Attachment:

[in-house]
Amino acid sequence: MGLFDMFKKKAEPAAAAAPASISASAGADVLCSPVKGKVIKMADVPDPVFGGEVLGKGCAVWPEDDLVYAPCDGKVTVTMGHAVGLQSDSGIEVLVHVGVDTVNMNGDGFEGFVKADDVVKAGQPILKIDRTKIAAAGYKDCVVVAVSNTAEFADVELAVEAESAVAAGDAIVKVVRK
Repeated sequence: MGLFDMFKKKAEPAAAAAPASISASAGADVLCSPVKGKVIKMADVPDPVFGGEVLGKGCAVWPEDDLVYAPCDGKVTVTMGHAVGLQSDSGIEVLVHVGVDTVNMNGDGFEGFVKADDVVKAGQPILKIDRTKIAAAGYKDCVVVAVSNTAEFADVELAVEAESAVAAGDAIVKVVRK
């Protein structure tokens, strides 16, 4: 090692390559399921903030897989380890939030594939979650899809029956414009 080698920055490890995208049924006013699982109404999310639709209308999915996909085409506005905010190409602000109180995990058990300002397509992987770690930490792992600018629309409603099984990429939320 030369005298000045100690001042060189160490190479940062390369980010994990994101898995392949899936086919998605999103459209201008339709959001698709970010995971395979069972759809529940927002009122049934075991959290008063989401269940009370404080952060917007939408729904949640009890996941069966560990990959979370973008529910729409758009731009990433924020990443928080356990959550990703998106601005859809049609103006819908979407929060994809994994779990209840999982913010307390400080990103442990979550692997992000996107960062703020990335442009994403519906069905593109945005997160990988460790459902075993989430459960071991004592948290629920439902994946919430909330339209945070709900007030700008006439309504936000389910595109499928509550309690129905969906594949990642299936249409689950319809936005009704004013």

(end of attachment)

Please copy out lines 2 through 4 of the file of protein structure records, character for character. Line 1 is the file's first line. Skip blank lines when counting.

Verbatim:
Amino acid sequence: MGLFDMFKKKAEPAAAAAPASISASAGADVLCSPVKGKVIKMADVPDPVFGGEVLGKGCAVWPEDDLVYAPCDGKVTVTMGHAVGLQSDSGIEVLVHVGVDTVNMNGDGFEGFVKADDVVKAGQPILKIDRTKIAAAGYKDCVVVAVSNTAEFADVELAVEAESAVAAGDAIVKVVRK
Repeated sequence: MGLFDMFKKKAEPAAAAAPASISASAGADVLCSPVKGKVIKMADVPDPVFGGEVLGKGCAVWPEDDLVYAPCDGKVTVTMGHAVGLQSDSGIEVLVHVGVDTVNMNGDGFEGFVKADDVVKAGQPILKIDRTKIAAAGYKDCVVVAVSNTAEFADVELAVEAESAVAAGDAIVKVVRK
């Protein structure tokens, strides 16, 4: 090692390559399921903030897989380890939030594939979650899809029956414009 080698920055490890995208049924006013699982109404999310639709209308999915996909085409506005905010190409602000109180995990058990300002397509992987770690930490792992600018629309409603099984990429939320 030369005298000045100690001042060189160490190479940062390369980010994990994101898995392949899936086919998605999103459209201008339709959001698709970010995971395979069972759809529940927002009122049934075991959290008063989401269940009370404080952060917007939408729904949640009890996941069966560990990959979370973008529910729409758009731009990433924020990443928080356990959550990703998106601005859809049609103006819908979407929060994809994994779990209840999982913010307390400080990103442990979550692997992000996107960062703020990335442009994403519906069905593109945005997160990988460790459902075993989430459960071991004592948290629920439902994946919430909330339209945070709900007030700008006439309504936000389910595109499928509550309690129905969906594949990642299936249409689950319809936005009704004013």